‘There’s no place like home, there’s no place like home, there’s no place like—“
Thank you everyone for your concern, and for your support. For those who missed the last few posts, I’ve been in a holding pattern in Guayaquil. I stayed one extra day after friends left Ecuador, and in that day I received that glorious ‘cedula’ which will help get internet in the apartment, an Ecuadorian driver’s license, and other benefits. Yay!
I checked out of the hotel and went to the nearby bus terminal – only to find it basically abandoned. It was a ghost of the normal bustling Terminal Terrestre with the straightest tangents to all destinations in the country.
As many of you already know, the thought of renting a burro to reach home was an option I considered. A burro could endure the journey far better than a horse, and I smiled at the thought of strapping my Andean bag to the burro’s saddle and aiming for Portoviejo! Perhaps, when this present smoke clears, I will research the possibilities of taking that trail ride. Does anyone want to join me?!
Margo, thank you so much for adding your comment via your Vilcabamba experience. Glad to know that you received some rain, and I noted a headline from a few days ago to expect more-than-usual rain for the rest of this year. It’s dry here in Manabi, and most likely all of the farmers would be grateful for the rain.
Although people in Guayaquil assured me that travel on Saturday (yesterday) would be fine, the owners of Manta Express said that they could reach Manta but not Portoviejo. Usually the shuttle stops at the community of La Pila and connects with their Portoviejo shuttle. A couple reached my hotel after traveling from Puerto Lopez, and I asked, “How did you get here?”
They smiled and said that they paid a driver 120 dollars — and the man added, ‘and the driver removed his car tag which showed he was a taxi driver.’ Hmmm, I was not too crazy about paying someone a lot of money to make that last three hours home, and the burro sounded like a sound option at that time! With a positive attitude, I bought the Manta Express ticket, which soared overnight from ten dollars (at least ten years at that price) to fifteen.* I reminded them that I hoped to reach Portoviejo and not Manta. The driver thought it would not be possible, but we would check in La Pila before making the last half hour of the drive.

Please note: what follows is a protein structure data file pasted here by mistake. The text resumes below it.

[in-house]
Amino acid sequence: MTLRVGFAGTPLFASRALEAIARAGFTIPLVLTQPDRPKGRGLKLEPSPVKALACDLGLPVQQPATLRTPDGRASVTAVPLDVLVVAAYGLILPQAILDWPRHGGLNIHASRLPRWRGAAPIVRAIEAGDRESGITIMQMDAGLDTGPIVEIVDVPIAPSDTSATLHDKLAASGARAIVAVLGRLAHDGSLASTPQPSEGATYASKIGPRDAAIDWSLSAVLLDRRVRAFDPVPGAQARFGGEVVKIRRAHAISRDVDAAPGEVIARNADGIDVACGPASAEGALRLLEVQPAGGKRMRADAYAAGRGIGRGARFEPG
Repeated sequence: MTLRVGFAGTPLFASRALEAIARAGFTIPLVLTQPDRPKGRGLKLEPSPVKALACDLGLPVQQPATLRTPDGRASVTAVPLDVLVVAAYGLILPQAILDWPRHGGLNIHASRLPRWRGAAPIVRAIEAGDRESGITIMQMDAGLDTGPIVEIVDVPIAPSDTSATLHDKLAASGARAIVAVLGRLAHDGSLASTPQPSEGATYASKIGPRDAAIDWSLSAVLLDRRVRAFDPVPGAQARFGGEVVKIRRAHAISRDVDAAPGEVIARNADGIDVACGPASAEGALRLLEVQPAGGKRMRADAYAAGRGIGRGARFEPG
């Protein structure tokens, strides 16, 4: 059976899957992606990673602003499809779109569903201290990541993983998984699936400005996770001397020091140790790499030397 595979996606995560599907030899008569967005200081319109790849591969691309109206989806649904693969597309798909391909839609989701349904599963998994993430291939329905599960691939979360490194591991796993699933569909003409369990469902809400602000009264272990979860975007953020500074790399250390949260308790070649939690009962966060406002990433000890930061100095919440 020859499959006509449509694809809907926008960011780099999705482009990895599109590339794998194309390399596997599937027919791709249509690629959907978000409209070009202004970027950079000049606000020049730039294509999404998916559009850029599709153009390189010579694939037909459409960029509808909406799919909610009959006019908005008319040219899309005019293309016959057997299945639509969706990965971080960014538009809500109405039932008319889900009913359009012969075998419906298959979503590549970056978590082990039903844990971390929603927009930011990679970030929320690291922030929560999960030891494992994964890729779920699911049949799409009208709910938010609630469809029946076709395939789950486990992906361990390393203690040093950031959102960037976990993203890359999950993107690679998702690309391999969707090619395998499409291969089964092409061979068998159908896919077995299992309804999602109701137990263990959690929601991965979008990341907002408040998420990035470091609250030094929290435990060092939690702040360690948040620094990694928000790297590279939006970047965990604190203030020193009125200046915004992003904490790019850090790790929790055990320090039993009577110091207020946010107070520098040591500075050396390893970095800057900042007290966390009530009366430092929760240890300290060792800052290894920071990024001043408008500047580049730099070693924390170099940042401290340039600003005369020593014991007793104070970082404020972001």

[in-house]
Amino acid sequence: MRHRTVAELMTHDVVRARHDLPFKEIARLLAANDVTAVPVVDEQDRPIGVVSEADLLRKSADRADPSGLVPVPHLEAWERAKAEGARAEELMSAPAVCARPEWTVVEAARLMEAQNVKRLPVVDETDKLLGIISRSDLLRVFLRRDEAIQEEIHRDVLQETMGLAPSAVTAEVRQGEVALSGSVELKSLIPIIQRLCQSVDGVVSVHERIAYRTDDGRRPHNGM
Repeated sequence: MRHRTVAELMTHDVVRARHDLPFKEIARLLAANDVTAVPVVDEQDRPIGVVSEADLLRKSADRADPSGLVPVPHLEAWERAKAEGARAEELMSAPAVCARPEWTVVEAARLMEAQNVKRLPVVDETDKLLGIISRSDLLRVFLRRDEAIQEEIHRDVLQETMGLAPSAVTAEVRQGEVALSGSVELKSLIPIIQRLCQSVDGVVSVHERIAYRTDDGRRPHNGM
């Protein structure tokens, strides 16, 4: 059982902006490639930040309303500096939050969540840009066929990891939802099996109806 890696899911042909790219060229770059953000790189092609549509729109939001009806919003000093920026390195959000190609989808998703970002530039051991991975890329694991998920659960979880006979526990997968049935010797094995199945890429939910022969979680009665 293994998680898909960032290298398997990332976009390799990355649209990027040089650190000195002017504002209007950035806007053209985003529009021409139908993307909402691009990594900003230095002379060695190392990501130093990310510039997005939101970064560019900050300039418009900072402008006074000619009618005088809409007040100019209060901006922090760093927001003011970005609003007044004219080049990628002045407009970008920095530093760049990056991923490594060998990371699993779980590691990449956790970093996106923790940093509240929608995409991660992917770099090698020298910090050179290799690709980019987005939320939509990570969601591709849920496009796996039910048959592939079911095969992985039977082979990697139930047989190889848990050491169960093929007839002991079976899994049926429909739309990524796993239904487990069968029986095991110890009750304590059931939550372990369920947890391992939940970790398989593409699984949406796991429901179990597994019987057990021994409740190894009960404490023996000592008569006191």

* – (Remember that Ecuador’s Monthly Minimum Wage – $394.00 – is much less than in many other countries.)
The following slideshow contains screenshots from the evening news on Thurs and Friday nights:
After a rest stop (Corviche para me!) the shuttle bus continued until La Pila, and I asked to stop there. If I could not find a driver or co-op vehicle, I would see about renting that burro. Of course my travelmates chuckled at the idea of the gringita traveling by burro. The couple in the front of the van said that they were going to Portoviejo, and someone from the family would be arriving soon. They gave me a ride and insisted on driving me to the apartment – because the taxistas were still protesting.
From an empty ‘Terminal Terrestre’ in Guayaquil, to television images of extreme unrest and looting, to a tranquil stop in La Pila, I have witnessed only the good side to human nature. “Lisa, are you alright” emails patiently awaited, and I am glad to be back in Manabi, where I have a good supply of food, paint and paper and good books (The Overstory was amazing!!!! ) to keep me occupied until the problems are resolved.
This morning in Portoviejo I walked to the market for produce, tuna, quinoa, etc. Traffic choked the area, as did the pedestrian traffic. The locals are also preparing for tomorrow, when ‘they’ say the protests will resume.
It was more like Christmas Eve instead of a lazy Sunday morning. Returning my items to the apartment, I then walked to the museo to let everyone know that I reached home base. Three serious-looking police on motorcycles rolled slowly in the opposite direction. Unlike the market, the streets near the museum were almost empty. Few cars traveled this area. At the corner of the park by the museum, an armored Police vehicle blocked the street. A barricade stood at the other end near the museo’s entrance.
The museum was/is basically empty, except for the guards that rotate 24-hour duties. I asked if I could use the internet in the library (Of course) and the most-recent emails were from people who live here and wanted to be sure I was OK. I am blessed to have a team of living angels who watch over me.
While answering emails and assuring loved ones that all is OK, one of the guards came downstairs and stated, “Lisita. Eat. Encebollado” and he placed a bowl of encebollado and a serving of chifles on the nearby table. I reached a stopping point and took my ‘take out’ meal upstairs and dined with the guards. So sweet and loving people, and for sure if things should turn violent, I would race to the museo in search of safety!
Suffice to know that if I should go silent again, all is fine and I will be tucked under the wings of people who embrace foreigners into their loving care.